The U.S. Defense Department has finalized a deal with Lockheed Martin Corp. for two contracts worth $7.1 billion for 71 more F-35 fighter jets.
The Pentagon announced the agreement for the sixth and seventh batches of aircraft, excluding engines, after the close of business yesterday. Both the government and the Bethesda, Md.-based manufacturer of the plane — the world’s largest defense contractor — called it a “significant milestone” that takes into account efforts to reduce the program’s cost.
The F-35 Joint Strike Fighter is the U.S. military’s most expensive weapons acquisition program, estimated at $391 billion to develop and buy 2,457 of the fifth-generation, radar-evading fighter jets.
“With each successive production lot, unit costs have declined,” Lorraine Martin, a vice president at Lockheed and general manager of the F-35 program, said in an e-mailed statement. “That’s a trend we look forward to continuing as this program moves toward full rate production and operational maturity.”
It remains to be seen whether the cost reductions are enough to appease critics of the program on Capitol Hill. Sen. John McCain, R-Ariz., the 2008 Republican presidential candidate, this month called the acquisition effort “worse than a disgrace” and “one of the great national scandals.”
His comments came just days after the Pentagon signaled an improving relationship with the contractor. Air Force Lt. Gen. Christopher Bogdan, the general overseeing the effort, said the relationship between the military and Lockheed, along with engine-maker Pratt & Whitney, part of United Technologies Corp., is “orders of magnitude” better than it was a year ago.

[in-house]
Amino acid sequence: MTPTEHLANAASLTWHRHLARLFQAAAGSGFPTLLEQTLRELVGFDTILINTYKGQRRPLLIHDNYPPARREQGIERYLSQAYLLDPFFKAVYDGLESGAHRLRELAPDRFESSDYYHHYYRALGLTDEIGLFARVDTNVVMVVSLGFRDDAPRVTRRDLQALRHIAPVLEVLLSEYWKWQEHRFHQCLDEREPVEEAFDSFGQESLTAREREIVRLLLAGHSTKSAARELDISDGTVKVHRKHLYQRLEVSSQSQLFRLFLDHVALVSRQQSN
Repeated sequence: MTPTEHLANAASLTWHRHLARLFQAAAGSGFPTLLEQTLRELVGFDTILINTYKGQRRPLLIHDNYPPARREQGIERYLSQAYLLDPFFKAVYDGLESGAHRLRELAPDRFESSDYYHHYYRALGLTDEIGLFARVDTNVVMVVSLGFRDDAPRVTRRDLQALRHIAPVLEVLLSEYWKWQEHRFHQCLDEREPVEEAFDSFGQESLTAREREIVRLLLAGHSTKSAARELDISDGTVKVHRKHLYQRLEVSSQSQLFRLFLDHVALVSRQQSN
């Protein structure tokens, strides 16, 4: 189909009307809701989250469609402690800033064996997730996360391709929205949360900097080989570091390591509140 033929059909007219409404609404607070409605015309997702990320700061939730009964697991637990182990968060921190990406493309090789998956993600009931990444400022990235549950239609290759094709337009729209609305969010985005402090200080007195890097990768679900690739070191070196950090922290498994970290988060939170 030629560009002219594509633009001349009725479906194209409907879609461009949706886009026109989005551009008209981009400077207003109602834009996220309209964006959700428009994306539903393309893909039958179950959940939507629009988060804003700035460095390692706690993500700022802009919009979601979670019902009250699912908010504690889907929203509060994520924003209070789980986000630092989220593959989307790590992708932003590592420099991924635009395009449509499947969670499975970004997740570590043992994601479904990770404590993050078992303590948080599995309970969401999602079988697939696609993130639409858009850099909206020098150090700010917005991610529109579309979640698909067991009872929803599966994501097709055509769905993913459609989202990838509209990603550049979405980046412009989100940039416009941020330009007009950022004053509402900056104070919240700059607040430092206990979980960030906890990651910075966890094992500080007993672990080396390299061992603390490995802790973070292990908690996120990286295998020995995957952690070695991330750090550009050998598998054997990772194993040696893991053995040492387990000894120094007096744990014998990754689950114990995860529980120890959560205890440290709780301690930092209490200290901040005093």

The contract for the sixth batch, or lot, is for 36 aircraft and valued at $4.4 billion — about 2.5 percent less than the existing agreement.
The arrangement calls for 23 F-35As, the Air Force’s version of the plane that takes off in a conventional manner, at $103 million apiece; 6 F-35Bs, the Marine Corps’ variant that can fly like a plane and lands like a helicopter, at $109 million a piece; and 7 F-35Cs, the Navy’s version designed to take off from aircraft carriers, at $120 million apiece.
Lockheed will begin delivering planes from this agreement — which marks the first F-35 jets for Italy and Australia — in the second quarter of 2014.
The contract for the seventh batch is for 35 aircraft and valued at $3.4 billion — about 6 percent less than the existing agreement. The deal calls for 24 F-35As for $98 million a jet; 7 F-35Bs for $104 million a jet; and 4 F-35Cs for $116 million a jet.
The company will begin delivering planes from this agreement — which marks the first F-35 jets for Norway — in the second quarter of 2015.
Under the terms of the deals, Lockheed will pay for all cost overruns. However, the company and the government will split the costs of any so-called concurrency changes arising from System Development and Demonstration testing and qualification. On the other hand, if expenses are less than projected, Lockheed will get 80 percent of savings and the government will get 20 percent.
The F135 jet engine, which powers the aircraft, is funded under a separate contract.